Food & Drink

The Long-Lasting, Vegan, 1-Ingredient, Keto-Friendly(?!) Whipped Cream

As an erstwhile dairy lover who has recently entered the dairy-free world, I can tell you that some dupes are better than others: The “sour cream” isn’t fooling anyone, but the shredded “mozzarella”? I would—and do—eat it by the handful.

And one of the very best dairy imitators of all requires no nuts and no heavy processing: It’s coconut whipped cream and you can make it with one can and a bit of arm strength. Chill a can of coconut cream (or milk), skim off the creamy white layer, discarding the watery remains, then whip the fatty part by hand or with a mixer, add sugar and vanilla if you like, and that’s that.

Before you rush to the kitchen to crack open your can of coconut cream, consider these keys to success. Begin by choosing a high-quality coconut product—some will whip up whiter, while others will take on a grey hue. Christian Reynoso, who serves coconut whipped cream with his Tropical Babas, likes Let’s Do Organic; vegan cookbook author Gena Hamshaw usually turns to Native Forest. You can use either coconut milk or coconut cream, but Reynoso and Hamshaw both go with cream—since you’ll be getting rid of all of the watery stuff anyway, cream generates less waste.

Whatever you choose, chill it thoroughly to encourage the separation of fat and water and promote easy whipping. Hamshaw recommends chilling the can for two full days, though Reynoso takes a shortcut and sticks the can in the freezer for 30 minutes. Set a timer, though—if you leave it in the freezer too long, it will become too solid to manipulate.

Follow all of these guidelines and you’ll get a glossy, voluptuous mass—thicker than real whipped cream, and with more body and weight—that holds its shape beautifully and makes a logical accompaniment to pie, ice cream (dairy-free or not), and cakes. When I tell you that I enjoyed a hefty dollop of unsweetened coconut whip on a slice of a very rich dairy-free chocolate tart, I am NOT—I repeat NOT—lying.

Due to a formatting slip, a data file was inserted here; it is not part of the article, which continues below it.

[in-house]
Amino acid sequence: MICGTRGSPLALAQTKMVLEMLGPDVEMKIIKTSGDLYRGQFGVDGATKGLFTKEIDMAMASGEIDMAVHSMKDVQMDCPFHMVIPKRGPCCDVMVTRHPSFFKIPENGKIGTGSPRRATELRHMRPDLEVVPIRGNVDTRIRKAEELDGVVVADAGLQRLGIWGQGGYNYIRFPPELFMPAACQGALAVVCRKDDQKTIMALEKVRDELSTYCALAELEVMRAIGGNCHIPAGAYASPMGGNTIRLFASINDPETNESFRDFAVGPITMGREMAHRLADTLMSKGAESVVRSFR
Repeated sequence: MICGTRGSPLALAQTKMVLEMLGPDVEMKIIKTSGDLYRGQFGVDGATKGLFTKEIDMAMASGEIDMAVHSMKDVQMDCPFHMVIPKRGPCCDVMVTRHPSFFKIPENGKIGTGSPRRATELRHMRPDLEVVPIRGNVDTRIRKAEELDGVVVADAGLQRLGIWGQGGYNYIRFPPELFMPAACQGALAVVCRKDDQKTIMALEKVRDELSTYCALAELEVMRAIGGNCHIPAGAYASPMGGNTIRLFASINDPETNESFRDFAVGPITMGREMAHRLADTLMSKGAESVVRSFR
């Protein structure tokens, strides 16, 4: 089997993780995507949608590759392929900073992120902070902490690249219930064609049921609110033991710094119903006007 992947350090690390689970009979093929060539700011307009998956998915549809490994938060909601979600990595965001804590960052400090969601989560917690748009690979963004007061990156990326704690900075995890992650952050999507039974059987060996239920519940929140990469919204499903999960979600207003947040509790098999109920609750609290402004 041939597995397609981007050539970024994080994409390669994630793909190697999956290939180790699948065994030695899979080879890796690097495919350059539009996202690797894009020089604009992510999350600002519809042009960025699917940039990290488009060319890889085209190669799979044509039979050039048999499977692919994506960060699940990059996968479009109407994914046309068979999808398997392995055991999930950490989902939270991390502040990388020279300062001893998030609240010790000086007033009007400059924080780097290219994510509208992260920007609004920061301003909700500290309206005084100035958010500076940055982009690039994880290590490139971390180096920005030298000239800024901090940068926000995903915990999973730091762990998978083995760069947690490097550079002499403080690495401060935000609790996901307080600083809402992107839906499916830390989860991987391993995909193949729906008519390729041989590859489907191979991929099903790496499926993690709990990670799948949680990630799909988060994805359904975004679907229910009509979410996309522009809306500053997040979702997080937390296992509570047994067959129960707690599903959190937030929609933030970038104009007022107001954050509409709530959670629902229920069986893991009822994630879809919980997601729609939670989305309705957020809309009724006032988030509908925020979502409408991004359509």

But coconut whipped cream isn’t simply a stand-in for dairy-ful whipped cream—it also has distinct advantages. First, it’s nearly impossible to overwhip—you won’t get to the same weird buttery place you would if you took heavy cream too far. “I’m no coconut cream scientist,” admits Reynoso, “but it seems like coconut cream can’t be overwhipped. It only whips to soft or medium-soft peaks.”

Second, coconut whipped cream tastes, well, distinctly coconutty. Whereas whipped cream is a bland, milky-rich backdrop, coconut whipped cream is bold, adding an element of flavor that makes plain or simple desserts—like a pile of fresh berries, a slice of unadorned pound cake, or a tender biscuit—feel special and complex.

And, finally, coconut whipped cream won’t weep (a.k.a. exude moisture) over time, which means you can store it in the fridge for several days. Re-whisk it before serving to breathe in new life, then use it on more desserts or to make your morning coffee or afternoon snack luxurious. “When I have any whipped coconut cream around,” recommends Reynoso, “I’ll add it to iced or hot coffee. I dip bananas and whatever fruit I have in it, too.”

It’s probably not socially acceptable to dip a piece of fruit into whipped cream in the middle of the day. But dip a banana into coconut whipped cream? That’s basically a healthy snack.

Get the recipe

tropical babas

Tropical Babas With Whipped Coconut Cream – view the recipe

We took the classic yeasted French dessert cakes known as babas on a tropical vacation with a boozy pineapple-rum sauce and pillowy whipped coconut cream.

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